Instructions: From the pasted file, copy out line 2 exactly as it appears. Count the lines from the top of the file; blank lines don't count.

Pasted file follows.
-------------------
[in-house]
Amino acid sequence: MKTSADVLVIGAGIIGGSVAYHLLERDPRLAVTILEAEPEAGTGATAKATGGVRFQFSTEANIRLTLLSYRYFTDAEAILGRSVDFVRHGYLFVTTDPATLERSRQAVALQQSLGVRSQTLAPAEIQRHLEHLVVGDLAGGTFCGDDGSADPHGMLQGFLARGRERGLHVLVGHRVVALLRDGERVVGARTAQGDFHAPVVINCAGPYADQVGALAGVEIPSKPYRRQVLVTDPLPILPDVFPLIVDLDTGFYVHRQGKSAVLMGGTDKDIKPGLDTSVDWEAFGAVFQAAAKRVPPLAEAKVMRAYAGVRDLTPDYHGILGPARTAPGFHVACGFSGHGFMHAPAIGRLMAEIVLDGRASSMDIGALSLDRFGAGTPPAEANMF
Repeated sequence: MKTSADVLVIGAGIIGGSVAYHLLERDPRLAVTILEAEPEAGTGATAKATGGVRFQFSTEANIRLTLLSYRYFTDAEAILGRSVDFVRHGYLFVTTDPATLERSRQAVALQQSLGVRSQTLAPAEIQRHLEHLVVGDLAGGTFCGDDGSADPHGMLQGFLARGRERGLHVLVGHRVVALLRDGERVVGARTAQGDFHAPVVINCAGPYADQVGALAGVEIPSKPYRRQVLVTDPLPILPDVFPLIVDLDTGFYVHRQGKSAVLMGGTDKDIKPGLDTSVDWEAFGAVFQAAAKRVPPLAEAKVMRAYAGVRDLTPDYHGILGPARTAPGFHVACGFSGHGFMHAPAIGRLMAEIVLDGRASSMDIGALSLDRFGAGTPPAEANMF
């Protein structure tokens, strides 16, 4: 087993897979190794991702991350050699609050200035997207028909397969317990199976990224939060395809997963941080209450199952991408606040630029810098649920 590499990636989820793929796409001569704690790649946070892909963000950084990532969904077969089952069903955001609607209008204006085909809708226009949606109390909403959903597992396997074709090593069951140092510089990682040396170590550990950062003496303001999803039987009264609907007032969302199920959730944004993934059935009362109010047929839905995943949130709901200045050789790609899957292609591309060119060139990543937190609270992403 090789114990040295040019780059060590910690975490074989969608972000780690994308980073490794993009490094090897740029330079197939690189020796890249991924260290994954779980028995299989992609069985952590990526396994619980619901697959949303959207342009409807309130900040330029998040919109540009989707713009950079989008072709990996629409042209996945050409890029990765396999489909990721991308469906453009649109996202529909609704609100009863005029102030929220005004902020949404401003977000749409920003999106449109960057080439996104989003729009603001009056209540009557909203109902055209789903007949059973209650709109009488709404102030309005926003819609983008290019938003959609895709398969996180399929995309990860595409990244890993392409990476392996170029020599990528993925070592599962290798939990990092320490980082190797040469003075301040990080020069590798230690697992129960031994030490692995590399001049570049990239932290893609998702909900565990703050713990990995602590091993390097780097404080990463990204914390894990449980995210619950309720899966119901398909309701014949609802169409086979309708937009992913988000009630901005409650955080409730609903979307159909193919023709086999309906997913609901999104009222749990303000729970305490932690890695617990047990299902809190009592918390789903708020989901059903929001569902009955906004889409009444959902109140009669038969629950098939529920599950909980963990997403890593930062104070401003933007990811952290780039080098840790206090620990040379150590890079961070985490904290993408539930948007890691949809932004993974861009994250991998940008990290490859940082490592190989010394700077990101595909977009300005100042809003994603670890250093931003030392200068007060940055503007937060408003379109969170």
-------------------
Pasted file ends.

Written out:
Amino acid sequence: MKTSADVLVIGAGIIGGSVAYHLLERDPRLAVTILEAEPEAGTGATAKATGGVRFQFSTEANIRLTLLSYRYFTDAEAILGRSVDFVRHGYLFVTTDPATLERSRQAVALQQSLGVRSQTLAPAEIQRHLEHLVVGDLAGGTFCGDDGSADPHGMLQGFLARGRERGLHVLVGHRVVALLRDGERVVGARTAQGDFHAPVVINCAGPYADQVGALAGVEIPSKPYRRQVLVTDPLPILPDVFPLIVDLDTGFYVHRQGKSAVLMGGTDKDIKPGLDTSVDWEAFGAVFQAAAKRVPPLAEAKVMRAYAGVRDLTPDYHGILGPARTAPGFHVACGFSGHGFMHAPAIGRLMAEIVLDGRASSMDIGALSLDRFGAGTPPAEANMF